by having new people come into the workforce with established seniority credits. In other words, if a worker has five years seniority, and is laid off because his/her employer agrees as part of a Conciliation Agreement to hire a particular person and to credit that person with six years seniority as a remedy for discrimination, that worker can complain to the union that he/she has been harmed, laid off without the union's consent. The union can then sue the employer for violating the collective bargaining agreement by unilaterally awarding retroactive seniority to this identified victim. The union can seek damages for the worker to compensate him/her for the time laid off. Because of this threat of suit, contractors are reluctant to agree to retroactive seniority relief without the union's consent.

(d) Noncompetitive Seniority: Some types of seniority are not used in a competitive situation and no one is harmed when the employer grants retroactive seniority. For example, in the Federal service, after three (3) years of seniority one begins to earn six (6) hours of annual leave per pay period. Seniority for the purpose of benefit accrual or "benefits seniority," as it is sometimes called, is not competitive, even when it is the result of a CBA. In such cases, the contractor should award the victim(s) of discrimination retroactive benefits of seniority. Similarly, seniority may be used for the purpose of determining when someone is eligible to retire. Again, this kind of seniority credit is not competitive and should not pose a problem when identified as a remedy.

(e) Nonunion Seniority: Some nonunion contractors operate under a system in which seniority is used in both the benefits and competitive context. In other words, even without a union contract, promotions and layoffs are decided on the basis of seniority. Because competitive seniority in this situation is conferred by the employer alone, OFCCP is clearly entitled to obtain retroactive seniority for the victims of discrimination. OFCCP may always seek retroactive seniority where there is no union contract. While the employer may have other reasons for opposing a seniority award in the absence of the union, those reasons do not threaten the enforceability of the Conciliation Agreement.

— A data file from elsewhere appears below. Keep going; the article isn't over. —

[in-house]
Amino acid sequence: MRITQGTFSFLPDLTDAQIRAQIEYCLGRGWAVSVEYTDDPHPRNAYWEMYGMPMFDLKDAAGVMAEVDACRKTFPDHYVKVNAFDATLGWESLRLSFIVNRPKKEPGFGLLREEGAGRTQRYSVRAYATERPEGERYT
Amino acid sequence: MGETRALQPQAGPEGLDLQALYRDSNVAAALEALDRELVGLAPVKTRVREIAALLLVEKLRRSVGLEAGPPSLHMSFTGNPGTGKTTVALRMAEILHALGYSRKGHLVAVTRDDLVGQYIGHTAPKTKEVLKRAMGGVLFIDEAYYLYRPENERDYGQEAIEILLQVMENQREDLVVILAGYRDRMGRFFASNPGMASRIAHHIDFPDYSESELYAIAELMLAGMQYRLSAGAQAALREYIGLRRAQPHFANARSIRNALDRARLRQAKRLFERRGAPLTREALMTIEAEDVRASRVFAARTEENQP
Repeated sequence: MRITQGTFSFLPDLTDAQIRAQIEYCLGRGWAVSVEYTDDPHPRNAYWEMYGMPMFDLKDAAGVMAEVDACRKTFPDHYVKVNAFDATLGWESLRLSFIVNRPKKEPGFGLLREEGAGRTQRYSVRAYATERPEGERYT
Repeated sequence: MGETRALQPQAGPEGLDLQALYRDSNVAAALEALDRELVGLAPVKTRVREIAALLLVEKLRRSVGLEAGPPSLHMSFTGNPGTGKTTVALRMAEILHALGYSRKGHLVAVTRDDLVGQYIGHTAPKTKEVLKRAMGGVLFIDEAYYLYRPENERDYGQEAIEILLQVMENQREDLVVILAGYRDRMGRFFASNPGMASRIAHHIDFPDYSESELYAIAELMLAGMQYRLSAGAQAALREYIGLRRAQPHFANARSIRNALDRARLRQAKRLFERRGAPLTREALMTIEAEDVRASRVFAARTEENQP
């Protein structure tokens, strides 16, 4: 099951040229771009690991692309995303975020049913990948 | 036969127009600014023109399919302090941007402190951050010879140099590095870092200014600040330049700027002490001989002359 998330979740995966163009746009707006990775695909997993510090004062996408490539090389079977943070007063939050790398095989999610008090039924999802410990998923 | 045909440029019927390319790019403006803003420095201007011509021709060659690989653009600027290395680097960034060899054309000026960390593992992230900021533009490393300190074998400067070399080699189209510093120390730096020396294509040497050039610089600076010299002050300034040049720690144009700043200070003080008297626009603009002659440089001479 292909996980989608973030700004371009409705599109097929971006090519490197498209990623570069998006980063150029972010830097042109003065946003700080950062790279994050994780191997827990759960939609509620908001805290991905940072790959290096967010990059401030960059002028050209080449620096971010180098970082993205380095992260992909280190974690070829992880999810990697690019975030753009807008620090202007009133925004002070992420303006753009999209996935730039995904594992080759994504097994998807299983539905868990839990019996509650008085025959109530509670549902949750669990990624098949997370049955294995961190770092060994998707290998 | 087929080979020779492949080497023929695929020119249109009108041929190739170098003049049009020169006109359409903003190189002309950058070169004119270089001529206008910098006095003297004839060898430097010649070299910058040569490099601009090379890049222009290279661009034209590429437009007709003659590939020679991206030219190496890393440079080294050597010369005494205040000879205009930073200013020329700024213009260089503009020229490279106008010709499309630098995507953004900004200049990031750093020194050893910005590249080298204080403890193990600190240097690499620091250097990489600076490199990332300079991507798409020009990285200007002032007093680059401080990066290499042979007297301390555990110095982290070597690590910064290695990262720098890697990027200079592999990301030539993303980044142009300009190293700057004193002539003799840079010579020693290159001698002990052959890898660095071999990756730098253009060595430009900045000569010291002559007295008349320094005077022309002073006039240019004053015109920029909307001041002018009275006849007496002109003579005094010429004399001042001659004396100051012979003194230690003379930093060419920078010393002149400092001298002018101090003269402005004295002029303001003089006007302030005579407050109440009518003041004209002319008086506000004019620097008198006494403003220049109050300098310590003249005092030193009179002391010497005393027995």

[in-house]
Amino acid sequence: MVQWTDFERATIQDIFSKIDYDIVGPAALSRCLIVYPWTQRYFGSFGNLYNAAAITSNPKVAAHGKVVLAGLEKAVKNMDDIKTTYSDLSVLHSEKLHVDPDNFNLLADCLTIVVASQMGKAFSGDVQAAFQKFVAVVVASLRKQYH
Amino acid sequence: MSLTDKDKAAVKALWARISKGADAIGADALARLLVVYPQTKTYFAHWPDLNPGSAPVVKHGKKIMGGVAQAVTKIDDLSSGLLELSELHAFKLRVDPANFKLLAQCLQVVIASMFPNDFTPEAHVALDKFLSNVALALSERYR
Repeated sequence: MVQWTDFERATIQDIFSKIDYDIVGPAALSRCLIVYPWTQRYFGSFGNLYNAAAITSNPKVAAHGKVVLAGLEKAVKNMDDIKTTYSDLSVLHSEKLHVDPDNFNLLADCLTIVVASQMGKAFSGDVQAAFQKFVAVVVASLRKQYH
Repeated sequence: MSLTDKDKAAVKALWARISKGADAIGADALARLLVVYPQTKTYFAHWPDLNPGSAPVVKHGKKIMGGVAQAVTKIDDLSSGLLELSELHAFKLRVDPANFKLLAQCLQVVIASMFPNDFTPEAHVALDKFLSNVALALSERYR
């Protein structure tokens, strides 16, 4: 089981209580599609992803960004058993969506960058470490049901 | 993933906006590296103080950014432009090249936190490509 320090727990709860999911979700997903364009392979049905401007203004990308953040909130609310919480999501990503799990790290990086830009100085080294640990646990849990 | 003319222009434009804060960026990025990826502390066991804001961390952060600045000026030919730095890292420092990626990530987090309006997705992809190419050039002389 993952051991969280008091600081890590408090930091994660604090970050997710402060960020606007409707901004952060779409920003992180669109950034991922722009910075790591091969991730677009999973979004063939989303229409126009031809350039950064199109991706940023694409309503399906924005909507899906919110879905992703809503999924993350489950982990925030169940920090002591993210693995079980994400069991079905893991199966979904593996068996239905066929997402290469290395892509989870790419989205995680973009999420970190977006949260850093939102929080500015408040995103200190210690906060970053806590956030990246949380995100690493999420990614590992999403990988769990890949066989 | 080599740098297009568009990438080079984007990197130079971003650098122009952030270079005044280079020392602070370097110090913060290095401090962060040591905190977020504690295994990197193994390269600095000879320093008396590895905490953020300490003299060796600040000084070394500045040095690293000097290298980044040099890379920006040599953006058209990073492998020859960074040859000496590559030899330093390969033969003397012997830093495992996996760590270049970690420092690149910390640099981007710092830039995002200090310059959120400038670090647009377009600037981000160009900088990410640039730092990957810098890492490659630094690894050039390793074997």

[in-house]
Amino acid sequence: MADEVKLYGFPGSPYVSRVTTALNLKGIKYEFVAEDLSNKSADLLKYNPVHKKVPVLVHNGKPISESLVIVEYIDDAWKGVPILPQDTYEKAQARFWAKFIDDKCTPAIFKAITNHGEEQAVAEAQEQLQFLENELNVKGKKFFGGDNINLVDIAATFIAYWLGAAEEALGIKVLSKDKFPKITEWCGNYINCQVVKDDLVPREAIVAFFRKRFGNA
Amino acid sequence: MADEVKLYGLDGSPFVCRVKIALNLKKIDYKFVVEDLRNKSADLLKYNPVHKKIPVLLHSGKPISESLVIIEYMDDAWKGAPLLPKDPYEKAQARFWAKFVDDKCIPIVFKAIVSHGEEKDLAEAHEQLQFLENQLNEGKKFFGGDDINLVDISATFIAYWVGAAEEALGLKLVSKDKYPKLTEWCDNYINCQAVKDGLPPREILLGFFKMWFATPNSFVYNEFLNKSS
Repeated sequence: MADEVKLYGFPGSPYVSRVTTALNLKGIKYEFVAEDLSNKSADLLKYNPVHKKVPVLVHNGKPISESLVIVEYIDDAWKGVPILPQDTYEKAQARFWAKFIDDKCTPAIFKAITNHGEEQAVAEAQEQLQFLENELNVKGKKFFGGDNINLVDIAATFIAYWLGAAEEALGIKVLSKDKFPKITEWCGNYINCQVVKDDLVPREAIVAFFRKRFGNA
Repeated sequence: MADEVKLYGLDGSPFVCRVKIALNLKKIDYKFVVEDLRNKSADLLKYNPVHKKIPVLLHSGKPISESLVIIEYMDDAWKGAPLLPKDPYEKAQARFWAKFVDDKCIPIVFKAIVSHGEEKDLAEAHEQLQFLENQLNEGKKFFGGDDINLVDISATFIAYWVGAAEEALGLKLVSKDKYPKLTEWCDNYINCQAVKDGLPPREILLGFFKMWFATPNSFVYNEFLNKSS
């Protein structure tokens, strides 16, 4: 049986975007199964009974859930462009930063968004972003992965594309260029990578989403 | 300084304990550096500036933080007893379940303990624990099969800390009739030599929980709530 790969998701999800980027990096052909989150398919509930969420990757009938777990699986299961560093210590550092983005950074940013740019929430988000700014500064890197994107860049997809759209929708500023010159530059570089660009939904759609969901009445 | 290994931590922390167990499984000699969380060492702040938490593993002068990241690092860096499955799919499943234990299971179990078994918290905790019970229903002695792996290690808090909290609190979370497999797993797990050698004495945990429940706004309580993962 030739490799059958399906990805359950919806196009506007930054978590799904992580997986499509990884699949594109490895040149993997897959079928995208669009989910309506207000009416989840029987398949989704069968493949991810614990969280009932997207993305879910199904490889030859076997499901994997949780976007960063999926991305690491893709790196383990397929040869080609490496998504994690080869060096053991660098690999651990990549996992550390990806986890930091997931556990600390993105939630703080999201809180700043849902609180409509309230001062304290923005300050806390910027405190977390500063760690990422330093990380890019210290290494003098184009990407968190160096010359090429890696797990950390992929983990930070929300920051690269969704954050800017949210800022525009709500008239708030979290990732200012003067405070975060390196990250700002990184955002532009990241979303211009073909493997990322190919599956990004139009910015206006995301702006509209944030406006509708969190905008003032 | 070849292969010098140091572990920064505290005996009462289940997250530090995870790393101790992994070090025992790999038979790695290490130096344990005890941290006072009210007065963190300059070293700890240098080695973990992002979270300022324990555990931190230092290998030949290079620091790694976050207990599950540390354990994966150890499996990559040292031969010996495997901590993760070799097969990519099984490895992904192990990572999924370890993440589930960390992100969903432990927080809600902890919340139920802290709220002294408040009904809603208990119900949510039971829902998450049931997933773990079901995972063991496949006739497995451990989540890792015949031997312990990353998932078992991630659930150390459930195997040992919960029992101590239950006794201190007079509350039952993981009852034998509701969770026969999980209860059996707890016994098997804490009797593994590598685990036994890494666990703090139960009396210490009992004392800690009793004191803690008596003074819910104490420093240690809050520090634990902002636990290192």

(f) Procedures Where Union Involved:

  1. Union Participates: OFCCP will invite the union to participate in conciliation of a violation which requires a retroactive seniority remedy (see Sections 8B03(c) and 8C). The EOS will make every effort to inolve the union in the conciliation process and get its consent to the award of retroactive seniority. While OFCCP usually cannot compel the union to participate, if the union does so voluntarily and agrees to the seniority remedy, that remedy may be enforced. Where the union is invited to participate in the conciliation of seniority issues, its role may be limited to those issues. The contractor may object to having the union present during the discussion of back pay, which may involve disclosure of confidential salary in-formation. There is no basis for requiring the contractor to accept the union's participation in the resolution of such an issue. If the union agrees to the award of retroactive seniority and an authorized representative of the union signs the Conciliation Agreement, the nonadmissions clause may be included in the Conciliation Agreement.